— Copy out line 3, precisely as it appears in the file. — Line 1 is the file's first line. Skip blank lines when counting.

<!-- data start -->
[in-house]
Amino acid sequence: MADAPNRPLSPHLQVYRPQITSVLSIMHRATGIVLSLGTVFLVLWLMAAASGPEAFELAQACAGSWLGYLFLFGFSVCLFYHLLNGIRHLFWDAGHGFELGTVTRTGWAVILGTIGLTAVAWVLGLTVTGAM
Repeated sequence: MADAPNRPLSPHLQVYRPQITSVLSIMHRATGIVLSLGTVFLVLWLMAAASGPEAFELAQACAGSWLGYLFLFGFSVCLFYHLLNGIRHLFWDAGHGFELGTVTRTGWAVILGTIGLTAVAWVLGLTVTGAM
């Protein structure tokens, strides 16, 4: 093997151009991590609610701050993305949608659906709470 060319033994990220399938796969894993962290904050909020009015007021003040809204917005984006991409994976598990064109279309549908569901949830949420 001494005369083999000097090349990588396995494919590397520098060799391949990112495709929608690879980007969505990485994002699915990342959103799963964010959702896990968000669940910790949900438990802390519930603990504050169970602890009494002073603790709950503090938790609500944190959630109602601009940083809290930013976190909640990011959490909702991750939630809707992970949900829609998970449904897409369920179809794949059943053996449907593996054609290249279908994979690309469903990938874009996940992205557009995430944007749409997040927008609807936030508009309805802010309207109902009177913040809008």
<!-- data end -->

Repeated sequence: MADAPNRPLSPHLQVYRPQITSVLSIMHRATGIVLSLGTVFLVLWLMAAASGPEAFELAQACAGSWLGYLFLFGFSVCLFYHLLNGIRHLFWDAGHGFELGTVTRTGWAVILGTIGLTAVAWVLGLTVTGAM